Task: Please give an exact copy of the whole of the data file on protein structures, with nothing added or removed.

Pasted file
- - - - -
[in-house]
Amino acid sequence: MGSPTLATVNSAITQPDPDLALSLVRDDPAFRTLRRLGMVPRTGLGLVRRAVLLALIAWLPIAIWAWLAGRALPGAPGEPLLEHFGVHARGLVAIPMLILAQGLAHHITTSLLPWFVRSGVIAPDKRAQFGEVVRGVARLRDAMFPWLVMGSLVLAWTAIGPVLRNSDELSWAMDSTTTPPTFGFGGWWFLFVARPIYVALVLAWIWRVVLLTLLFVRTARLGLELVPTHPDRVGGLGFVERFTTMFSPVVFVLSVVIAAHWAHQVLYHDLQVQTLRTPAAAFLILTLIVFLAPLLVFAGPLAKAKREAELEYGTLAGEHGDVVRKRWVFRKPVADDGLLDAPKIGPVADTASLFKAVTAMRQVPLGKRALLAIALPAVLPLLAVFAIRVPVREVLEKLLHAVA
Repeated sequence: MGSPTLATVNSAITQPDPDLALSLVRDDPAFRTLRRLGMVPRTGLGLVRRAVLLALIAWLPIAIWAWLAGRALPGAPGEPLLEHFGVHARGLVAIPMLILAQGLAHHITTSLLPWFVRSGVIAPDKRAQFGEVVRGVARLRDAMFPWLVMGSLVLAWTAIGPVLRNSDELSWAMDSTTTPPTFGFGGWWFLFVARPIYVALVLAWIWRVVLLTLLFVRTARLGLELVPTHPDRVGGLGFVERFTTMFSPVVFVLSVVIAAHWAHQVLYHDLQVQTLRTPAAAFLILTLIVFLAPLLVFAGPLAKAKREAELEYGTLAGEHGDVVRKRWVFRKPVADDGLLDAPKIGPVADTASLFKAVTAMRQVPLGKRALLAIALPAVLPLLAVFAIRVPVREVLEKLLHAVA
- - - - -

[in-house]
Amino acid sequence: MGSPTLATVNSAITQPDPDLALSLVRDDPAFRTLRRLGMVPRTGLGLVRRAVLLALIAWLPIAIWAWLAGRALPGAPGEPLLEHFGVHARGLVAIPMLILAQGLAHHITTSLLPWFVRSGVIAPDKRAQFGEVVRGVARLRDAMFPWLVMGSLVLAWTAIGPVLRNSDELSWAMDSTTTPPTFGFGGWWFLFVARPIYVALVLAWIWRVVLLTLLFVRTARLGLELVPTHPDRVGGLGFVERFTTMFSPVVFVLSVVIAAHWAHQVLYHDLQVQTLRTPAAAFLILTLIVFLAPLLVFAGPLAKAKREAELEYGTLAGEHGDVVRKRWVFRKPVADDGLLDAPKIGPVADTASLFKAVTAMRQVPLGKRALLAIALPAVLPLLAVFAIRVPVREVLEKLLHAVA
Repeated sequence: MGSPTLATVNSAITQPDPDLALSLVRDDPAFRTLRRLGMVPRTGLGLVRRAVLLALIAWLPIAIWAWLAGRALPGAPGEPLLEHFGVHARGLVAIPMLILAQGLAHHITTSLLPWFVRSGVIAPDKRAQFGEVVRGVARLRDAMFPWLVMGSLVLAWTAIGPVLRNSDELSWAMDSTTTPPTFGFGGWWFLFVARPIYVALVLAWIWRVVLLTLLFVRTARLGLELVPTHPDRVGGLGFVERFTTMFSPVVFVLSVVIAAHWAHQVLYHDLQVQTLRTPAAAFLILTLIVFLAPLLVFAGPLAKAKREAELEYGTLAGEHGDVVRKRWVFRKPVADDGLLDAPKIGPVADTASLFKAVTAMRQVPLGKRALLAIALPAVLPLLAVFAIRVPVREVLEKLLHAVA